We are sale agreed on a property, but the vendor won’t move out

Property Clinic: You must tell the agent you can’t wait indefinitely, and you may need to reset your expectations

We are first-time buyers who went sale agreed towards the end of last year. We had all of our documents in order, arranged valuation, got the survey completed and the loan offer was signed off with our solicitor.

However, the seller is still living in the house and the agent says they are still looking for their own place. I don’t know how long it will take but already several months have gone by.

I’m wondering why they put the house for sale and gave somebody who is interested false hope since they cannot go or sell until they find a place. We could seek a solicitor’s advice, but we would rather not and are frustrated by all the expense and time spent. We had hoped for this house, and it is awful to have to go back to zero.

Ed Carey writes: This is one half of one of the most frequent frustrations in today's property market. Someone wants to move, whether a trade up or trade down. But to do so, they need to sell first. And while they may see a house they like, they usually can't bid unless they have offers on their own. So, they need to get theirs on the market, and the classic Catch-22 situation applies; as soon as they get offers on their house, the one they were looking at is probably gone and now they have nowhere to go. You are the other half of the frustration – you have seen the property you want, but the sale can't progress as your vendors are waiting for something to suit themselves.


This scenario is primarily caused by a lack of supply in the second-hand market. To give some statistics, I looked at the number of second-hand house for sale on myhome.ie in Co Meath, where I’m based, on a particular date in January in each year from 2019 to 2022 and the results are quite stark. On the particular date in January 2019 there were just over 850 houses for sale in Co Meath. On the same date in 2022, there were just under 350, which represents a drop of 60 per cent. This merely reinforces your predicament of a lack of choice of available houses.

Couple this with an increase in prices which accelerated in 2021, around the time you agreed to purchase the house, and you run the risk of finding it more difficult to buy back into the market in a walk-away scenario.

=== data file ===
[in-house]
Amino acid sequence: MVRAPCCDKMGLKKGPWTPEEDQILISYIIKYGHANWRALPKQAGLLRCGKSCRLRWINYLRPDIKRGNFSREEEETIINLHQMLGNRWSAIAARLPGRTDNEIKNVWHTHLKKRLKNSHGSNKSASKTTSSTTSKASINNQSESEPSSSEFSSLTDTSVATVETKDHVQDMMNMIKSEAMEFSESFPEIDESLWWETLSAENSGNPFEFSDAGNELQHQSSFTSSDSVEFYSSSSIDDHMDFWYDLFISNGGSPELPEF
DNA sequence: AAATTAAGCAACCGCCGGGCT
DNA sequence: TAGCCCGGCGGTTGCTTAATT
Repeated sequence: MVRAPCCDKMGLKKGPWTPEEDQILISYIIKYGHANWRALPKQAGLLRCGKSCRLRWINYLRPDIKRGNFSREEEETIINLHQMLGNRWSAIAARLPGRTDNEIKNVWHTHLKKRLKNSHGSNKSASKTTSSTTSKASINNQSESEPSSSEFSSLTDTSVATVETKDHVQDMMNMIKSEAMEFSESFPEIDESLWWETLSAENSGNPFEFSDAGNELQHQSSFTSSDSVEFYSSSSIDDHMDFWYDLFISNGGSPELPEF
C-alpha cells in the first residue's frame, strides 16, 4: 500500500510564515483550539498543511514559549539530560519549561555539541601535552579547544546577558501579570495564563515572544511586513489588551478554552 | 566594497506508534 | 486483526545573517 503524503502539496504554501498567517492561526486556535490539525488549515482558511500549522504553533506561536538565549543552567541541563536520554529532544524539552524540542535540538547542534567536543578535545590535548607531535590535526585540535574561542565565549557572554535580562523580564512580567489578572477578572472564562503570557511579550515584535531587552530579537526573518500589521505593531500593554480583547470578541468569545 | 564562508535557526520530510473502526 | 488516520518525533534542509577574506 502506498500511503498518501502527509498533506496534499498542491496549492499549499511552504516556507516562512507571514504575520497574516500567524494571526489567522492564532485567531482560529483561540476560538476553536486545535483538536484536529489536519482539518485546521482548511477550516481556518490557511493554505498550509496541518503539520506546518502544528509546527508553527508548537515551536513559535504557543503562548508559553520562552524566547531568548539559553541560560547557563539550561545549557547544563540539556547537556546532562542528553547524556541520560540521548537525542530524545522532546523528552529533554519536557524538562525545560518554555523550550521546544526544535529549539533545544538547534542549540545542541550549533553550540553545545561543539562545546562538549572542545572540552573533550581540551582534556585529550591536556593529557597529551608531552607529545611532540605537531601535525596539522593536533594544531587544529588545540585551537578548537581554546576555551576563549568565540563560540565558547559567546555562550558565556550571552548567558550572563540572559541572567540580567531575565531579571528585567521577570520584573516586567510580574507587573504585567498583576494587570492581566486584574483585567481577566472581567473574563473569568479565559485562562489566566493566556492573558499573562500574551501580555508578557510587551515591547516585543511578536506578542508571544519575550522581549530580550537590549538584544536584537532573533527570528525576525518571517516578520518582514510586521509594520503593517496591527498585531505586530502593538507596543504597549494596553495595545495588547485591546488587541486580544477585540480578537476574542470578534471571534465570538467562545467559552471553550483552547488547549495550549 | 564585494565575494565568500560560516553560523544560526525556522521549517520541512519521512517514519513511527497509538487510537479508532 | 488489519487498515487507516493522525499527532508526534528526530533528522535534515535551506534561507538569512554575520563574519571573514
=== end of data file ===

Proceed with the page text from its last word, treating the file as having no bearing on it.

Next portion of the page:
However, the flip side for your vendors is problematic also: if they lose you, their first-time buyers, they’re at the end of the queue whenever they start looking again. But I think your situation as would-be buyers is slightly worse. Unless your vendors are in a “must-sell” situation, their worst-case scenario in the event they don’t sell is that they still have their house, albeit not their preferred house, but they’re not homeless. But if they or you pull out of the deal, you are definitely ruing missed opportunities.

The key to this is an open discussion with the agent. It probably should have been made clear at the time of viewing that vacant possession might not be readily available, and you would need to reset your expectations. You will need to make it clear that you can’t wait indefinitely.

The agent and vendors will know that if you walk, they’re back on the market and are now a less appealing buyer for any new listings that might suit them. The option for them is that they proceed to sell to you and rent on a short-term basis while on the lookout for their new house. When something comes up for them, they’re in the driving seat: they will have their money in the bank or, like any first-time buyer, they will have no chain behind them.

I do think you will certainly need to start looking at other options. You have no guarantee at all that this house will still be there for you in the short or medium term. It is indeed very frustrating, but in a market of extremely tight supply, you can’t afford to miss out on other opportunities. Your booking deposit will be refunded in the event you find another house, but you will be at the loss of surveyor’s and valuer’s fees, and perhaps some legal outlay.

Ed Carey is an estate agent and chartered member of the Society of Chartered Surveyors Ireland, scsi.ie